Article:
A School of Data Science professor is challenging his colleagues to develop more effective algorithms now, before the next crisis hits.
Amidst the clusters of gray rooftops and swaths of green trees, the little blue squares stood out.
The now infamous 2010 earthquake had just shaken Haiti, and School of Data Science professor Bill Basener, then a professor at Rochester Institute of Technology, was studying aerial images as part of an effort to rescue Haitian citizens.
Each day, data scientists were mapping the Haitian landscape from an airplane, then sending the data back to Basener’s lab to be analyzed. RIT, the World Bank, and the U.S. military had rapidly come together to get the initiative off the ground.
“It was a huge scurry. Everybody was going full speed,” Basener said. “We needed to find the people who were trapped inside damaged buildings and dying.”
This past fall, Basener submitted data that was collected during those frantic weeks to a workshop on artificial intelligence and humanitarian crises, offered through the machine learning conference NeurIPS. He argued that experts should use the data to tackle what he sees as the most important challenge facing the field: designing AI that can provide better disaster relief.
Basener’s challenge was selected as one of three “challenge problems” to be discussed during the workshop, which was held this Monday.
The data Basener submitted is what’s known as LiDAR data — highly detailed, three-dimensional maps constructed using laser pulses. But on that day in the RIT lab, when Basener and his colleagues noticed the blue squares, they were looking at aerial imagery. The discovery of the squares marked a turning point.
“We realized people were using blue tarps to set up makeshift villages,” Basener said. “There aren’t many blue things in Haiti, so we decided to build an algorithm to find them.”
Basener wrote and tested several algorithms, then picked the one that performed best — in other words, that found the blue tarps most accurately, without “false alarming” on other objects, he explained.
That algorithm provided vital information for rescue workers, who were looking not only for damaged buildings, but also encampments in low-lying areas so that they could move people to higher ground before the floods of the impending monsoon season.
While the LiDAR data that Basener submitted to the conference doesn’t capture variations in color, as the aerial images do, it’s perfect for detecting features of the landscape that could indicate damage from a natural disaster, such as debris, fallen roofs and even large congregations of people.
It also forms a huge data set that has yet to be exploited.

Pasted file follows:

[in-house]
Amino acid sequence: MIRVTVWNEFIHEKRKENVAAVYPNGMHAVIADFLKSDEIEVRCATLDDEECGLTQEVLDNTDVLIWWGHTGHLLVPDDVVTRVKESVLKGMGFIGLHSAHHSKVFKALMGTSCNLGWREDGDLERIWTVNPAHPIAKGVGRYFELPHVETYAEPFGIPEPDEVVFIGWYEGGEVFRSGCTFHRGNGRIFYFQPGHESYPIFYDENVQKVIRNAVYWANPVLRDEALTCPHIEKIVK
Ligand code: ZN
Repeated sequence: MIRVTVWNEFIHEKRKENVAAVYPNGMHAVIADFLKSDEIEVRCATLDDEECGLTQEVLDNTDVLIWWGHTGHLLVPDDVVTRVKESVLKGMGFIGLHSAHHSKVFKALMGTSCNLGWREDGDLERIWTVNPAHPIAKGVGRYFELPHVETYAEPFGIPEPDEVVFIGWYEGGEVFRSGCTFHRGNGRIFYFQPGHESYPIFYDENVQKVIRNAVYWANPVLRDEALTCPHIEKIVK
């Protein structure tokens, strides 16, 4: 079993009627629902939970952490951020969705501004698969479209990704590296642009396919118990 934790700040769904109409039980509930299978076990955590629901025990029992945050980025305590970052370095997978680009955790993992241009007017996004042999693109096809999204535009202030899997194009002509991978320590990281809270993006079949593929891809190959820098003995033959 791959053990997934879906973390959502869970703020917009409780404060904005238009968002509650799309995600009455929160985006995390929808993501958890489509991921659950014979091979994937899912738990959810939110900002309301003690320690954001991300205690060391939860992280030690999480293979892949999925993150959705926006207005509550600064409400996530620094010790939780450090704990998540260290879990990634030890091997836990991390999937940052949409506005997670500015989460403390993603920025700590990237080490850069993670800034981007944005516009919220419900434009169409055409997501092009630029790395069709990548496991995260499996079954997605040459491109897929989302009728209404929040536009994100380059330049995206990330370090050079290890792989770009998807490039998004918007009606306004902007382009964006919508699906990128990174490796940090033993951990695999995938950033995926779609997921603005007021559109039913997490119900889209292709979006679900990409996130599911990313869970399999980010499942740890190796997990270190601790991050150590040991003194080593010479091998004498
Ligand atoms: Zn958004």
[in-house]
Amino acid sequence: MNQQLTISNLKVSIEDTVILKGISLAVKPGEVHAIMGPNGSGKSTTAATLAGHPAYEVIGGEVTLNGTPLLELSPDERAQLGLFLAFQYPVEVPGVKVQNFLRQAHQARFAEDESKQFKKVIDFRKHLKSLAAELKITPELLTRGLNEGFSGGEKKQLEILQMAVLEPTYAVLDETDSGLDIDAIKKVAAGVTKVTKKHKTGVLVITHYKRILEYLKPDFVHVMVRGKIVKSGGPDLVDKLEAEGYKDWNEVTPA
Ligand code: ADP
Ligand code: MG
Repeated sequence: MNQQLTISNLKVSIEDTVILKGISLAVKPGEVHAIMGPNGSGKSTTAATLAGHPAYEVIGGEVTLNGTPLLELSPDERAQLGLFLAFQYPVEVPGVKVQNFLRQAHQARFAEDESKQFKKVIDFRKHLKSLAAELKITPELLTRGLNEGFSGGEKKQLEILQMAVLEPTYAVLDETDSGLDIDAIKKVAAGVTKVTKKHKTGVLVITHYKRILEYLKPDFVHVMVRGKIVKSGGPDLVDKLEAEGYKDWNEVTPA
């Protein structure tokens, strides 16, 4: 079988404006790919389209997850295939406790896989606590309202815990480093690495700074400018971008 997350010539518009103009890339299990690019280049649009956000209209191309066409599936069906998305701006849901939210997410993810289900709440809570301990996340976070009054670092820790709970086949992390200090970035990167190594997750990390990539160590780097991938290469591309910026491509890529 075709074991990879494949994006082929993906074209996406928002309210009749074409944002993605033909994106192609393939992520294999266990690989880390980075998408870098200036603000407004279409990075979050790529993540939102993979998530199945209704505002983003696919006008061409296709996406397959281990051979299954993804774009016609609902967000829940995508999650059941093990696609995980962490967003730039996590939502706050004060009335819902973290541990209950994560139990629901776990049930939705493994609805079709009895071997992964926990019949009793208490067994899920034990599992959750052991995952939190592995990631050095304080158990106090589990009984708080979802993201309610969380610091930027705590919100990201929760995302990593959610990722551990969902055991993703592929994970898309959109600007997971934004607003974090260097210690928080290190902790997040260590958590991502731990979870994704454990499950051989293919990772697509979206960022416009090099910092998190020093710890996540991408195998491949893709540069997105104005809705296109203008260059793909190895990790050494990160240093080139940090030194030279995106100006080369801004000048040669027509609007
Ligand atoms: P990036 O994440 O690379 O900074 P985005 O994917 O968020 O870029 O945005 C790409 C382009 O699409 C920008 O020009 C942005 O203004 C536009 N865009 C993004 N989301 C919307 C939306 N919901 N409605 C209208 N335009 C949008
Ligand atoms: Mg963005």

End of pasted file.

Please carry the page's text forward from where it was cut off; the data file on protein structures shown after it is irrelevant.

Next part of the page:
“Nobody's explored the LiDAR data to find out what we can do with it,” Basener said. Just as he designed an algorithm to identify the tarps, he hopes that other data scientists will find ways to systematically detect the types of damage that show up on LiDAR.
“A lot of the great breakthroughs in data science occur once a data set is collected and made available to people,” he said. “So making the LiDAR data available to the community and getting people to work on it has a lot of potential to advance the field.”
Basener said he once met a data analyst who had also participated in the Haiti relief effort. The analyst’s team had noticed the blue tarps as well and had started hunting for them manually. They hadn’t found much.
“If you can imagine 383 square kilometers, with billions of data points, and then you have to go through that whole area visually — it makes you lost just thinking about it,” Basener said.
It’s an example that demonstrates the superiority of artificial intelligence when it comes to processing massive amounts of data, he added. In his classes at the School of Data Science, he often gives students the same images and then challenges them to design algorithms to locate the tarps.
Basener has devoted much of his career to disaster relief efforts. Under the Department of Defense, he helped create similar algorithms to detect roadside bombs that posed a danger to civilians and military convoys in Afghanistan and Iraq.
Working on the Haiti data, he said, cemented his passion for using data science to help people in crisis. He remembers seeing tiny white letters on a rooftop in one of the aerial images he was inspecting: SOS. HELP US.
“Everything changed from being about optimizing algorithms to being about people in that moment,” he said.
Basener joined the School of Data Science faculty because he believed in the community’s ability to “move the field forward,” he said. He feels strongly that data scientists need to take more proactive steps when it comes to rescuing people in disaster situations, and he hopes that putting the LiDAR data out into the world will encourage that.
“Right now, things are done at a time scale where we collect data and ask, ‘What can we do immediately?’” he said. The mad scramble to help Haiti rescue workers was in many ways successful, but Basener believes data scientists have the power to do much more.
“Finding the blue tarps was very serendipitous,” he said. “But I'd like us to be in a place where we have algorithms that are already made the next time there's a big disaster.”
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